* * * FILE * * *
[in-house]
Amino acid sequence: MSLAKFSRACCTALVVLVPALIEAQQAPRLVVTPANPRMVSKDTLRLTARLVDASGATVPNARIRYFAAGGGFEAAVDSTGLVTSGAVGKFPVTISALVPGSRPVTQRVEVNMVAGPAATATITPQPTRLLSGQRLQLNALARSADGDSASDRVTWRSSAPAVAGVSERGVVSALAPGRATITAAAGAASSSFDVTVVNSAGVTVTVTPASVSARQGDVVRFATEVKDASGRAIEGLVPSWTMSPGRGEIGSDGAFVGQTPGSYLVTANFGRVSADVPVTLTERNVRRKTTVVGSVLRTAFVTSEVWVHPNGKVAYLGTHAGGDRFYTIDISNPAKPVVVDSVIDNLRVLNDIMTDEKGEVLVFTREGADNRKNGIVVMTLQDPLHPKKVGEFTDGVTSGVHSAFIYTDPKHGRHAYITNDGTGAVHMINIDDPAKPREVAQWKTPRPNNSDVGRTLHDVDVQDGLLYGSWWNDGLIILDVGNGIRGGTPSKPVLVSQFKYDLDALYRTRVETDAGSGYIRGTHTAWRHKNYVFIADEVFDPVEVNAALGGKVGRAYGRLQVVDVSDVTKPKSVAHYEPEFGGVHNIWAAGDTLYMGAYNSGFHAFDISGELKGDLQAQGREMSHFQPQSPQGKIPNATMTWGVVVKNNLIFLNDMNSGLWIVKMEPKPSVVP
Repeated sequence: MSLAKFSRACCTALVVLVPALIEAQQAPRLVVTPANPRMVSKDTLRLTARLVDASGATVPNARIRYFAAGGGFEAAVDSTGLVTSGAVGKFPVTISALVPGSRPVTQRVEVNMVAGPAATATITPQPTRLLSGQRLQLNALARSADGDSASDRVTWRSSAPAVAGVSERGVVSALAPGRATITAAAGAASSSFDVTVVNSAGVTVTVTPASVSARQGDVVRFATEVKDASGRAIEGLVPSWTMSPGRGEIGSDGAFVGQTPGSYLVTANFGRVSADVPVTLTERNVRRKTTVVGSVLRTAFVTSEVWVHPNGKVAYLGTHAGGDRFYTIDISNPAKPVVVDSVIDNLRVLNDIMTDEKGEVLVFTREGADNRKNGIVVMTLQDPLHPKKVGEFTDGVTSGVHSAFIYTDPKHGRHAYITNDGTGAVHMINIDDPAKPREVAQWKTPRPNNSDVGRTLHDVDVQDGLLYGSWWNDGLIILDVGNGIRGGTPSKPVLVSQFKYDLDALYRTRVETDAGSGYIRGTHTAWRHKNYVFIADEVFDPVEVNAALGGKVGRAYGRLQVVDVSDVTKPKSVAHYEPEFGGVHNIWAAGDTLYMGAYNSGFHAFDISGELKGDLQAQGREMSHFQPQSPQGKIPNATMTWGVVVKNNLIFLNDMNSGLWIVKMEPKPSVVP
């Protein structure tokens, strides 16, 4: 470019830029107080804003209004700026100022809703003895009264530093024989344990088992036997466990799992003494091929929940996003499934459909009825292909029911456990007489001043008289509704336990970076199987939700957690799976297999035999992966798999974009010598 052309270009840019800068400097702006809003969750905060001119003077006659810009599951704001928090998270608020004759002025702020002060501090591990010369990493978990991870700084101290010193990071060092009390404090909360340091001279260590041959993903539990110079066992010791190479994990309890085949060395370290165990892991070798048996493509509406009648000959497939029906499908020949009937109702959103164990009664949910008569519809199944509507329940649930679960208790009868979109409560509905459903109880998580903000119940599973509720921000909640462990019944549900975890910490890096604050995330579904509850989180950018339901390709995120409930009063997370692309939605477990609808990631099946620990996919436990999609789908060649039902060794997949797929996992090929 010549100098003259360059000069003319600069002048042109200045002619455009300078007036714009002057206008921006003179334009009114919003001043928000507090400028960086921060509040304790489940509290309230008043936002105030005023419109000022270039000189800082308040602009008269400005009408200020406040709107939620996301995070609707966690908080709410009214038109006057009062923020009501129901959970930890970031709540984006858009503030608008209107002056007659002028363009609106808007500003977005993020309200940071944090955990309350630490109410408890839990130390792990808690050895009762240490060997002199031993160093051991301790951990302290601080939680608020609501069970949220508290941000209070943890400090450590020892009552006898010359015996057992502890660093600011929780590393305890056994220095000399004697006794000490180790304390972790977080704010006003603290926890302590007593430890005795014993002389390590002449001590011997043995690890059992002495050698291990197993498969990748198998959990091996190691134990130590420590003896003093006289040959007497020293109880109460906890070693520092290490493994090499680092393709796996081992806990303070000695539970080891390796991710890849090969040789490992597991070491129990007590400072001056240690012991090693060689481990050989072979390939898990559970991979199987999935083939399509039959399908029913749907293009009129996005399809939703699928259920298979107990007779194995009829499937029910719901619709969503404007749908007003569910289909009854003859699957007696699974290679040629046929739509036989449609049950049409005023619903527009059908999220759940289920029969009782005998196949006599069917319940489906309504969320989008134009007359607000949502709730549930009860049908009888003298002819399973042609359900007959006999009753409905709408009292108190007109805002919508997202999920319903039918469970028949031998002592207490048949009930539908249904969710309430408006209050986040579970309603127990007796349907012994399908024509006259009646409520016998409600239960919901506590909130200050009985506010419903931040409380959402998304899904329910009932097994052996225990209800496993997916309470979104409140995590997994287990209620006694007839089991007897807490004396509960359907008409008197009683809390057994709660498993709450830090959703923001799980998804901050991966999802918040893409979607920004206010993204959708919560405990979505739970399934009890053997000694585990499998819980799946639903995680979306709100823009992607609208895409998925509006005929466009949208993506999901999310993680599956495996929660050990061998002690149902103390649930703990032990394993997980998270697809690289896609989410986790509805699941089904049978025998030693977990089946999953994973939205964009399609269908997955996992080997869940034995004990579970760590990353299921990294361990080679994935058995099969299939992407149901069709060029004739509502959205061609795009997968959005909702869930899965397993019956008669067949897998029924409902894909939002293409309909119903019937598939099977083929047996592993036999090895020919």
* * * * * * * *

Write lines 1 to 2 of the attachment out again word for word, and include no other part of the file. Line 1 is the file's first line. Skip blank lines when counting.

[in-house]
Amino acid sequence: MSLAKFSRACCTALVVLVPALIEAQQAPRLVVTPANPRMVSKDTLRLTARLVDASGATVPNARIRYFAAGGGFEAAVDSTGLVTSGAVGKFPVTISALVPGSRPVTQRVEVNMVAGPAATATITPQPTRLLSGQRLQLNALARSADGDSASDRVTWRSSAPAVAGVSERGVVSALAPGRATITAAAGAASSSFDVTVVNSAGVTVTVTPASVSARQGDVVRFATEVKDASGRAIEGLVPSWTMSPGRGEIGSDGAFVGQTPGSYLVTANFGRVSADVPVTLTERNVRRKTTVVGSVLRTAFVTSEVWVHPNGKVAYLGTHAGGDRFYTIDISNPAKPVVVDSVIDNLRVLNDIMTDEKGEVLVFTREGADNRKNGIVVMTLQDPLHPKKVGEFTDGVTSGVHSAFIYTDPKHGRHAYITNDGTGAVHMINIDDPAKPREVAQWKTPRPNNSDVGRTLHDVDVQDGLLYGSWWNDGLIILDVGNGIRGGTPSKPVLVSQFKYDLDALYRTRVETDAGSGYIRGTHTAWRHKNYVFIADEVFDPVEVNAALGGKVGRAYGRLQVVDVSDVTKPKSVAHYEPEFGGVHNIWAAGDTLYMGAYNSGFHAFDISGELKGDLQAQGREMSHFQPQSPQGKIPNATMTWGVVVKNNLIFLNDMNSGLWIVKMEPKPSVVP